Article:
The COVID-19 pandemic has claimed the lives of over 4 million people worldwide, and over 190 million people have been severely affected. In addition, the pandemic has had a powerful adverse effect on people’s lives in most countries. The vaccine against the coronavirus has dramatically reduced the number of infected people, saving the lives of millions. However, although the vaccine has been proved to be highly effective, and its safety profile is satisfactory, in most countries there is still a relatively large percentage of opposers, who endanger the entire population in their country as well as worldwide. Since COVID-19 continues to pose a threat to humans, it is essential to understand what causes this resistance and to find ways to increase vaccination rates. In the proposed research we rely on previous research on terror management theory and on the omission bias, as well as on insights from our own recent work on people's willingness to donate organs after death, to suggest psychological mechanisms that may explain people’s resistance to the vaccine, and to offer effective interventions to increase vaccination rate. We suggest two main research directions which have the potential to shed new light on these issues: First, we examine how different framings of the vaccine may affect people’s attitudes and decisions by focusing on saving lives (rather than on death); on reducing the risk to others (rather than to oneself); and by manipulations that make the decision to get vaccinated the default. Second, we propose to study individual differences in attitudes, beliefs and fears (e.g., the fear of personal death, religious beliefs, the belief in a just world and individual differences in thinking styles) that may distinguish between people who have already been vaccinated and those who refuse to do so. Understanding these differences has the potential to help in developing interventions—by using priming methods to enhance/mitigate relevant beliefs situationally and examine their influences on improving attitudes toward the vaccine and on increasing refusers’ willingness to vaccinate. The attitudes and behaviors that we examine include perceptions of the risk from COVID-19 and from the vaccine, willingness to vaccinate, willingness to have a 3rd vaccination if needed, and willingness to vaccinate one’s own children. This research proposal was written in full collaboration between Paul Slovic the American PI and Tehila Kogut, the Israeli partner. The studies' designs, analyses and writing will also be done in full cooperation, as we did in our previous joint projects. Most of the suggested studies will be run in both the US and Israel to test the generalizability of the findings and to detect differences that may stem from the different political systems in the two countries and from different religious approaches. The research is based on our recent collaboration in the context of organ donations which led to several joint publications.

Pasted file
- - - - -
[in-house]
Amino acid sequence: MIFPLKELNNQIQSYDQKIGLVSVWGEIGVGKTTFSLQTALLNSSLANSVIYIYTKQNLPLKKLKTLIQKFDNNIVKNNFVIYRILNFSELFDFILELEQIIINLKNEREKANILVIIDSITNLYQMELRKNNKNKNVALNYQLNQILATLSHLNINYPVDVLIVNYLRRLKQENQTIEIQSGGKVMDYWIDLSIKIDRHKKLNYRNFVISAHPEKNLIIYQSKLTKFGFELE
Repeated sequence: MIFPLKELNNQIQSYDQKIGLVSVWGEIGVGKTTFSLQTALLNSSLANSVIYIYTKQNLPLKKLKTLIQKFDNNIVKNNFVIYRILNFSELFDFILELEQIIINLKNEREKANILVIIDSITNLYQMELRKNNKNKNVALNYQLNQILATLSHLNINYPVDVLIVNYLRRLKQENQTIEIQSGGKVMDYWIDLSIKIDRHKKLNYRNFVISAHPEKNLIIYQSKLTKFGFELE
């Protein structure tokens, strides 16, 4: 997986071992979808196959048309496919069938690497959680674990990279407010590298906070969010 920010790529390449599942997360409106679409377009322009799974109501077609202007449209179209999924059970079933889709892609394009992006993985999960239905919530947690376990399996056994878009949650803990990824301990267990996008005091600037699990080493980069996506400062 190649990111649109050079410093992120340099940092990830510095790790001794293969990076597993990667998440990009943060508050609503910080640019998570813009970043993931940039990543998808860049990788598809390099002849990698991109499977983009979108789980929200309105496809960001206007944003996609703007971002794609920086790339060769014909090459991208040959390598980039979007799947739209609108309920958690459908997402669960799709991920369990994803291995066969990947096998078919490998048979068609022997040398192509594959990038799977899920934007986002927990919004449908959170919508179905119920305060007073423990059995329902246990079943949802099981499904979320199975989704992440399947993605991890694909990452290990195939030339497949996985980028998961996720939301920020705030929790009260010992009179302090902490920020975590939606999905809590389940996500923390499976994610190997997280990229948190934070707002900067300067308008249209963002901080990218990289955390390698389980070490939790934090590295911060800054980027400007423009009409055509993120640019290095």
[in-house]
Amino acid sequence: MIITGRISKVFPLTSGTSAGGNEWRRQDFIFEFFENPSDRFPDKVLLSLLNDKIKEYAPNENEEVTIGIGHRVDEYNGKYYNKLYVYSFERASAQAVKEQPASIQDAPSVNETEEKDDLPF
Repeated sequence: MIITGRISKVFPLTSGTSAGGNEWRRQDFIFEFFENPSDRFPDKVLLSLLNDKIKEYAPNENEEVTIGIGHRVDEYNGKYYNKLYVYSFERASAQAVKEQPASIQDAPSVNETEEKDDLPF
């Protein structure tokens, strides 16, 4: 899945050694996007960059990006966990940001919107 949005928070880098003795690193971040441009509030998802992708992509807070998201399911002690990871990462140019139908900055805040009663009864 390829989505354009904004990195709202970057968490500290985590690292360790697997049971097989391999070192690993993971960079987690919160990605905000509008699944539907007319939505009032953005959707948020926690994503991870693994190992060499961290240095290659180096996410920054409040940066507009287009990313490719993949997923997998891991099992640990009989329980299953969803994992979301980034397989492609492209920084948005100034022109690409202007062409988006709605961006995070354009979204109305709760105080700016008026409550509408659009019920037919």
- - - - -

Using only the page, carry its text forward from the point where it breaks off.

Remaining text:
Intellectual Merit: The proposed research intends to offer several insights into the psychology of people’s reactions to an ongoing threat and to the constant reminders of death during a worldwide pandemic. Its aim is to understand the mechanisms behind people's refusal (agreement) to vaccinate. We build upon terror management theory to suggest mechanisms that people may use to deal with the ongoing fear of death, including denying the threat and adherence to different beliefs that may help them feel less vulnerable. We plan to examine different framings and presentations that have the potential to reduce these defense mechanisms, improving attitudes toward the vaccine and willingness to vaccinate. In addition, our research will offer insights to several lines of research such as understanding of risk perceptions, and deeper understanding of individual differences in the belief in a just world and in tempting fate.
Broader Impacts: COVID-19 continues to pose a threat to humans in most countries. Scientists are now convinced that the only sure strategy for dealing with the virus is getting more people vaccinated. Moreover, unvaccinated people are vulnerable to large surges and new variants, thus putting the rest of the world at risk. Thus, finding way to improve attitudes toward the vaccine and to increase people’s willingness to vaccinate is of great importance. We suggest practical ways to increase willingness to vaccinate. Insights from our research would be relevant to other medical decisions, such as willingness to take routine tests, or to get other vaccinations.
|Effective start/end date||1/01/21 → …|
- United States-Israel Binational Science Foundation (BSF)